Award-winning computer scientist Dr Larissa Suzuki discusses what is needed to create successful, inclusive smart cities.
While part of the discussion around digital transformation centres around remote working and cloud-based tech, the development of smart cities is also a hot topic, with many countries making conscious investments in this area.
For example, 2019 saw a series of big investments that aimed to make Singapore the first ‘smart city state’. And earlier this year, Paris-headquartered venture capital firm Eurazeo launched its second Smart City fund, raising €80m to invest in international start-ups in areas such as energy, mobility, proptech and logistics.
The development of smart cities can bring many benefits to society, but deployment of the tech involved requires careful thought and consideration.
One woman who is particularly passionate about the implementation of smart city technology is Dr Larissa Suzuki, a computer scientist and engineer.
‘Smart cities should encompass the entire population and respect data licences, regulation and privacy laws’
– DR LARISSA SUZUKI
Suzuki is the data practice lead for Google Cloud in the UK and Ireland, and a recent winner in the 2021 FDM Everywoman in Technology Awards. She also works as an honorary associate professor at University College London and her PhD thesis was used to design smart city platforms for more than 40 EU cities.
“As an academic, I see that the idea of what constitutes a smart city is currently moving towards a design approach that predominantly relies on ICT deployments that follow a top-down approach,” she told Siliconrepublic.com.
“There are potentially several problems with this. If we create and distribute smart things without ensuring that they’re actually relevant to, and usable by everyone, then at best we would be inconveniencing a large portion of the population.”
She said that adding machine learning techniques to design services that don’t account for the full sociocultural, economic or political spectrums could result in a more biased society.
Suzuki said given the rapid pace of technological innovation, neutrality is a fundamental component of data and its surrounding processes.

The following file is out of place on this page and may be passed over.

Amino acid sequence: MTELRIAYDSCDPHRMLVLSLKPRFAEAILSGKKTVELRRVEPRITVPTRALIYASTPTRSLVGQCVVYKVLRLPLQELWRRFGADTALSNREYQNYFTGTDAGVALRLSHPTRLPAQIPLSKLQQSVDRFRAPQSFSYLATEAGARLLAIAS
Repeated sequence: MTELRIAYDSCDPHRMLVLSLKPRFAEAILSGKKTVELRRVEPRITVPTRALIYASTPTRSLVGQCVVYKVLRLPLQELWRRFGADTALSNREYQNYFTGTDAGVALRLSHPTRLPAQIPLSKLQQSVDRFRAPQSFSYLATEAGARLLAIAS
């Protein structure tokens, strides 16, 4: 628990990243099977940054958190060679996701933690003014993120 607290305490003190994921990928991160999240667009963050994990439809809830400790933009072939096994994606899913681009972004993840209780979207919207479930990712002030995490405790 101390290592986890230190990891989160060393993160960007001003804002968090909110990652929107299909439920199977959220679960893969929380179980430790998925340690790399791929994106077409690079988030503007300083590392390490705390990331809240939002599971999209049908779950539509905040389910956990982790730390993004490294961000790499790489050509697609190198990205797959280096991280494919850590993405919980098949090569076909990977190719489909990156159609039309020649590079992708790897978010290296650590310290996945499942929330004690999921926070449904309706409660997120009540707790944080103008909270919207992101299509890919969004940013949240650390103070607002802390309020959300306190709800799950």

“Data and services in smart cities must be neutral and objective when reporting information about the city environment. They should encompass the entire population and respect data licences, regulation and privacy laws,” she said.
“In a similar fashion, the digital services and the backbone technology – including algorithms – should be free from any ideology or influence in their conception, operation, integration and dissemination.”
The potential issue of bias in smart city governance was highlighted in a research paper earlier this year. It found that, while decision-making in smart cities increasingly relies on resident-reported data and data-driven methods to improve the efficiency of the city, disparities in reporting behaviour reinforces inequality and implicit biases in smart cities.
“Understanding the changes and impacts that directly or indirectly result from the design of digital services in smart cities is important. If people can better comprehend these services, they can plan the appropriate strategies to manage any risks and extract the full potential that disruptive technologies can deliver,” Suzuki explained.
“Ensuring service neutrality and fairness in smart city design can enable the creation of fairer, accessible, safer, more secure cities. As we continue the rapid pace of innovation, these cities can, therefore, avoid becoming exploited as a commodity.”
Making women more visible
Outside of her work on smart cities, Suzuki is also a passionate advocate for women in computing. She said one of the key reasons for women not entering the tech workforce is due to a lack of role models.
‘Great tech women pioneers have been all but erased from history, and that needs to change’
– LARISSA SUZUKI
“Though women in computing have been pivotal in the creation of amazing modern technology, their story is not one that’s often told nor celebrated. On the contrary, instead, great tech women pioneers have been all but erased from history, and that needs to change,” she said.
“We need both women and men joining the tech workforce. However, for girls it is more difficult to make that choice. How can they aspire to become the next Grace Hopper or Barbara Liskov if they never heard of women excelling in tech?”
She said that when she was at university, she had never heard of Ada Lovelace, Radia Perlman or Hedy Lamarr. But she’s optimistic about the amazing women doing astonishing work in computer science – even if, as she said, there are still not enough women in this area.
“We must make them visible to inspire the generations to come. Their groundbreaking work can serve as an inspiration to both girls and boys alike.”
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